Following a number of visits in 2007 to the Sedgefield Primêre Skool in Smutsville the need was established for a literacy project because of the high rate of illiteracy or functional illiteracy amongst learners. Contact was made with Ed and Barbara Coombe in Cape Town who have been involved in literacy projects in primary schools. In January 2008 Ed and Barbara were invited to Sedgefield in order to introduce a group of 28 interested people to a beautifully illustrated graded series of readers published by Kagiso. From this initial group a core of volunteers was formed to start the project in collaboration with the Grade 1 teachers at the school. With the huge literacy problem at the school it was felt that we should focus initially on the foundation phase.
At present 15 Afrikaans speaking volunteers from the Sedgefield community are meeting twice a week in the school hall to develop the reading and writing skills of Grade 1 children. The problem was originally exacerbated by the lack of Grade R classes in Sedgefield and the low standard of teaching at crèches which led to children being ill prepared for primary education. At last this problem has been acknowledged and overcome by the establishment of a Grade R class at the school supported and financed by the W. Cape Department of Education. Other Early Childhood Development Centres have in the meantime also been improved or started in the community.
In 2009 the Masithandane literacy project coordinators took the initiative to call together another group of volunteers focusing mainly on the understanding of English in Grade 3. At the moment no less than 20 volunteers from the Sedgefield community go to school once a week to do so called “paired reading” with these learners. This is a method that was taught and practically demonstrated by two lecturers from Bath University’s Department of Education. This project has born much fruit.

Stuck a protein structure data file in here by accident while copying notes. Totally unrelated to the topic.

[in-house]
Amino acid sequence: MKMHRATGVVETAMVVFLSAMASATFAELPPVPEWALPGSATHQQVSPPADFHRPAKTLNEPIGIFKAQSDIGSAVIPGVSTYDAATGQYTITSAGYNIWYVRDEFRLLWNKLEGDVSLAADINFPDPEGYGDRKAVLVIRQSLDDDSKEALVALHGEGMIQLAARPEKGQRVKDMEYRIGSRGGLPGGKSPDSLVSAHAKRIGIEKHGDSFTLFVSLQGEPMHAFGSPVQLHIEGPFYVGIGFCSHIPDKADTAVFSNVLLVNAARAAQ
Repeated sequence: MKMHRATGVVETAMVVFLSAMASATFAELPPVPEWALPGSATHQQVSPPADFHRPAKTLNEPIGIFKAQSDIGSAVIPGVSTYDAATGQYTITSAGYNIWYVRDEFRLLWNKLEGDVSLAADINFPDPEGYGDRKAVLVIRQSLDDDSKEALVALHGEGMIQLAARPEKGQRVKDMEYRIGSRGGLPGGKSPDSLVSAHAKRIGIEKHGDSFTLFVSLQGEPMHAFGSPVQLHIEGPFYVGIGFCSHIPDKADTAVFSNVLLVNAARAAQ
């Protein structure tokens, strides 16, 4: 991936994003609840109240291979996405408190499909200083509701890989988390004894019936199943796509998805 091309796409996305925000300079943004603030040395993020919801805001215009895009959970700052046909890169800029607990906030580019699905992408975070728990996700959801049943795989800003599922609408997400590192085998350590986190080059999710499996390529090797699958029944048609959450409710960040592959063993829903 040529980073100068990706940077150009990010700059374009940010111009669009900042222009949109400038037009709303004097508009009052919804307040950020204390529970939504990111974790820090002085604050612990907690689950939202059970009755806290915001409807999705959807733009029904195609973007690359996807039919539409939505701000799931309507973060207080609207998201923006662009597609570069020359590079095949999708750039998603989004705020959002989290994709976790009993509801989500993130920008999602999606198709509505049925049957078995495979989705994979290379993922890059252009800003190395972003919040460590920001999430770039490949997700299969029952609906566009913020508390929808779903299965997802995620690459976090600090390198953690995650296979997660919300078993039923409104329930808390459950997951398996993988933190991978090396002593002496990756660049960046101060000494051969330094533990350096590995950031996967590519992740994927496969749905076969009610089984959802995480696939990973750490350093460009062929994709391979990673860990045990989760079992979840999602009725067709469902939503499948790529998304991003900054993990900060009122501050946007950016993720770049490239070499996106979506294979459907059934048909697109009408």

Books have been purchased and donated by schools, private donors and Biblionef and two trunk loads are used currently. Very repetitive stories are used for slower learners to learn words, while the children who read well have books that can stimulate their interest. Children may take books home but only get to take out the next book on return of the first.
We are grateful for the 35 volunteers who make themselves available several times a week for these projects to overcome the high level of literacy in the Primêre Skool community. We never cease to be amazed at the amount of goodwill in this small coastal town. It would be wonderful if some of the children’s parents or retired teachers of the township of Smutsville/Sizamile would also make themselves available for this project.